Though he graciously told “all those nominated... you do deserve it,” he pled the case for Bieber’s inclusion... albeit, obviously too late.
“Grammy board u blew it on this one,” he tweeted. (Board? Really? It’s the Grammy voters who select the nominees, not the board. That’s beside the point here, though Braun should know that's how it works). “This time there won’t be any wise words, no excuses, I just plain disagree. The kid deserved it.”
He never mentions Bieber by name, but continues, “The hardest thing to do is transition, keep the train moving. The kid delivered. Huge successful album, sold out tour, and won people over.”
And continued. “...this time he deserved to be recognized and I don’t really have any kind nice positive things to say about a decision I don’t agree with.”
As we previously reported yesterday after One Direction found itself in a similar boat, The Grammys have never really figured out how to deal with teen idols.
At least, unlike 1D, Bieber did get a best new artist nomination last year.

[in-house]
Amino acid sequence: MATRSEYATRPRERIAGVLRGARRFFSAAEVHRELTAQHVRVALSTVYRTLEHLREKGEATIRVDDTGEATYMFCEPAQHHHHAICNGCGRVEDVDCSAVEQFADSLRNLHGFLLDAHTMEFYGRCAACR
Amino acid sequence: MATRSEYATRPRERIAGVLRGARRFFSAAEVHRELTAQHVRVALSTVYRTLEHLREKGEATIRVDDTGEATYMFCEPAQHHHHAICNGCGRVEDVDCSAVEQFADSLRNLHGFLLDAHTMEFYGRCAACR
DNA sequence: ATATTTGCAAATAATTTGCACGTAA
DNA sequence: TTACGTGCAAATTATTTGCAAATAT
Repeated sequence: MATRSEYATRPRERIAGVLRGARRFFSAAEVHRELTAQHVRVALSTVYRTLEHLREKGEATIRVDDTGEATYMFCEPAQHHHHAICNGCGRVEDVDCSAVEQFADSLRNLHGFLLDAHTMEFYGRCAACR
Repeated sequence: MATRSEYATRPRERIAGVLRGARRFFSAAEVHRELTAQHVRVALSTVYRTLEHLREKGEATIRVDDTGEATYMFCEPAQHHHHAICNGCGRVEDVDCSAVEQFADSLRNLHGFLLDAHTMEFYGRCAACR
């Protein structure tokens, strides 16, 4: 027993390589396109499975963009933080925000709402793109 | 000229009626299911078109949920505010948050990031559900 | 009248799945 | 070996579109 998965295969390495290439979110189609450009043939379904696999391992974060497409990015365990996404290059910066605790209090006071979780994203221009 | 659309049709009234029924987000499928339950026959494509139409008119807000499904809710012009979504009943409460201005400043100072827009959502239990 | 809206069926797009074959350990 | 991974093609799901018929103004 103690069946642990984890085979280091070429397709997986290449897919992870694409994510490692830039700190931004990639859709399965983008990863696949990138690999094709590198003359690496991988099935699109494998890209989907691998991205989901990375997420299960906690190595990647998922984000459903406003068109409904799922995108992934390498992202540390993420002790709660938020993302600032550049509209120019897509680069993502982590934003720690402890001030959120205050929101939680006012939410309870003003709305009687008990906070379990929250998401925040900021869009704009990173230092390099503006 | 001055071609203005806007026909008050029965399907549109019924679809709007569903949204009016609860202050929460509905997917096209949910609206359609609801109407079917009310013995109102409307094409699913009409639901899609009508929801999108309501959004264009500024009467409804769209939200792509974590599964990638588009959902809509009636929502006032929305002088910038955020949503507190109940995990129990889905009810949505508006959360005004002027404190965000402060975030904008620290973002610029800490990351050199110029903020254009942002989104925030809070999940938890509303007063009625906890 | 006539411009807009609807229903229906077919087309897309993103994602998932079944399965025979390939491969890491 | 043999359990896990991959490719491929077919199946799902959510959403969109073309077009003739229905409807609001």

Braun does go on to end on a positive note by praising Carly Rae Jepsen, who records for his label and who received two nominations, but he can’t quite let it go with her either, noting “thought u deserved a best new artist nom.” We totally agree on that one.
Oddly, he does not mention his other clients, The Wanted, who were, like Bieber, shut out.
By the end of his myriad tweets, he was already looking on the bright side and vowing to use the perceived adversity to his advantage, quoting, of all folks, David Brinkley: “A successful man is one who can lay a firm foundation with the bricks others have thrown at him.
My improvised publicity blitz continues for "The Revolution Was Televised: The Cops, Crooks, Slingers and Slayers Who Changed TV Drama Forever," and here are the latest links, including one that I suspect will prompt more discussion here. (You can find all the review and interview links at AlanSepinwall.com, along with a FAQ, a list of links to all my online writing about the shows in the book, purchasing links to all the different formats, and more.)